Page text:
• Tasi Alabastro

Passport to Illyria

It was the day before opening night when all through the house, not a creature was stirring except for me, who was moaning and groaning the sounds of soreness brought on by pandemic lethargy. Youch. "I'd like to do a show so I can lose some weight," I recall sharing with my partner, jokingly.


The Universe sure knows how to respond in kind.


Utilizing the train offers space to review show notes

An email inviting me to a callback to Twelfth Night the musical at SF Playhouse (dir. by Susi Damilano) arrived at almost comic timing. "Shakespeare as a musical? What does that even sound like?" I wondered. Quite good, I quickly found out, as an official cast recording was available for listening on Youtube courtesy of the originating cast which performed the premiere at the Delacorte Theatre in Central Park via the PUBLIC Theater.


I'm struggling to decide what it is exactly I want to communicate with this post and at the time of publishing. The general feeling in my body (soreness aside) is gratefulness. I can count on one hand how many musicals I've been a part of and I can tell you I haven't reached the point where I feel like it's getting easier (that does happen, right?), but I am enjoying the new challenges this opportunity presents.


Powell Street, San Francisco CA

From a logistical standpoint, it takes me roughly four (4) hours total travel time to get myself to rehearsal/show and back home. But I knew that before signing on so that's more fact than anything else. No no, the evident challenge is far more personal. Let's face it, of the population that either got into some serious fitness pockets and the ones that learned how to make bread and pasta, I self-sorted into the latter half. If you ended up doing both, then I salute you--biceps to baguettes! My biggest challenge is building up to show shape coming out cold from pandemic stagnancy. If an actor reaches into his toolkit, you expect to find some honed and precise instruments ready for all kinds of creative problem-solving. Well, I felt like I was reaching into my Fisher-Price toy toolset when we started rehearsals!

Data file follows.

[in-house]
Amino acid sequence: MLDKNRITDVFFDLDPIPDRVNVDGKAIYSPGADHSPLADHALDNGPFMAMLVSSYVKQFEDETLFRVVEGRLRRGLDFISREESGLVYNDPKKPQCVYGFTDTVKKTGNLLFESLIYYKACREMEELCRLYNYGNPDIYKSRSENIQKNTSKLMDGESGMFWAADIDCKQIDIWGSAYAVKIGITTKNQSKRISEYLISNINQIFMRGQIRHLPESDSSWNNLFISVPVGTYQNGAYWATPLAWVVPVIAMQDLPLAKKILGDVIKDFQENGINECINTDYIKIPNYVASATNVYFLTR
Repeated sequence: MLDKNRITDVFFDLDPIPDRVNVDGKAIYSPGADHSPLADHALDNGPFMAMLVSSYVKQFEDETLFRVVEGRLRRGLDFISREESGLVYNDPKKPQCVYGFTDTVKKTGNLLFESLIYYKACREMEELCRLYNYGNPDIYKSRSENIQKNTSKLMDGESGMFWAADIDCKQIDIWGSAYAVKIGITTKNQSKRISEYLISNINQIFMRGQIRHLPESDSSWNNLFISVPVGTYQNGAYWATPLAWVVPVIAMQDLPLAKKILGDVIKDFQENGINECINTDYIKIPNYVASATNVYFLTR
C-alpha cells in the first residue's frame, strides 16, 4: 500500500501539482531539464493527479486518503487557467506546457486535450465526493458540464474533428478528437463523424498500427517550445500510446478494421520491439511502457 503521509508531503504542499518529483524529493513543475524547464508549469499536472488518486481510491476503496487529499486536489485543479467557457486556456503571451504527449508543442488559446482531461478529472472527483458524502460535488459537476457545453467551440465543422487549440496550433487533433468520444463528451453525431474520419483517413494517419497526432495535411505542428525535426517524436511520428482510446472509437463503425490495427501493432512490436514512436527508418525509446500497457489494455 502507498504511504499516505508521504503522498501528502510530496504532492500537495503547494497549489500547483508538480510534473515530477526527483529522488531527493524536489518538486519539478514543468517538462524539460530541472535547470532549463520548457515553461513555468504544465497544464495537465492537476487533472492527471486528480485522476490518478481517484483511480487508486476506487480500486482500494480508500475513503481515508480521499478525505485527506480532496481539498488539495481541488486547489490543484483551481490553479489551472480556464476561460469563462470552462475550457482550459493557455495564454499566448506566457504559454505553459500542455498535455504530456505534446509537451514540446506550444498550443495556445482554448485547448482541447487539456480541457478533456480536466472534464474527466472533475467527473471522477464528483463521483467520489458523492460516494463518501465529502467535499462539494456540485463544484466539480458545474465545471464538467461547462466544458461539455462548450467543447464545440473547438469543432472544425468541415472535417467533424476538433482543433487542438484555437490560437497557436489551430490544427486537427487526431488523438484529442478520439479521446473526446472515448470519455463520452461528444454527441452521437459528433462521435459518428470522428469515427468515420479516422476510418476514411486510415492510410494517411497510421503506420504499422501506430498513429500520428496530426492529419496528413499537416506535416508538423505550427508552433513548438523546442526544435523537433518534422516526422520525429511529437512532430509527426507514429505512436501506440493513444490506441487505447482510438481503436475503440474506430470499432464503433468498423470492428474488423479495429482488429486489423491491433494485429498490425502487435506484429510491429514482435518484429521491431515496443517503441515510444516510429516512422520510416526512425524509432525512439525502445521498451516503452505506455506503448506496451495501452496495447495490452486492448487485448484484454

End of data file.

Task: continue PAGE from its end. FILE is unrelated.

What exactly do I mean when I say 'show shape? Mostly it's my ability to rely on impulse, and intuition to navigate scenes, moment to moment. In the case of a musical, it's my ability to dance, sing, and act without missing a beat. Am I there? Sort of. I weighed myself just before we started rehearsals in October and I've lost thirteen (13) lbs and while my knees are buggin', I am starting to feel that transformation from lethargic to lithe.

Some self-care practices immediately fell into place out of necessity which hadn't been there before. On top of pre and post-show stretches came slathering IcyHot on some muscles that needed relief, the occasional Epson salt bath soak which I credit my partner for introducing me to, and some quality time on foam rollers. None of these were even a thing before the show--my brain ticked them off as superfluous to my daily routines. I'm grateful to have a support system both in and out of the show that really helps me get back to aligning myself to being show-ready. Theatre, after all, is a team sport.



Waiting for CalTrain at Hillsdale Station past 11p

Are you in the same boat or have had similar experiences? What kind of acts of self-care did you gift to yourself over the course of your experience, and which of them do you still maintain? I'd love to hear from you, and with your permission, highlight them on another blog entry. Thank you!

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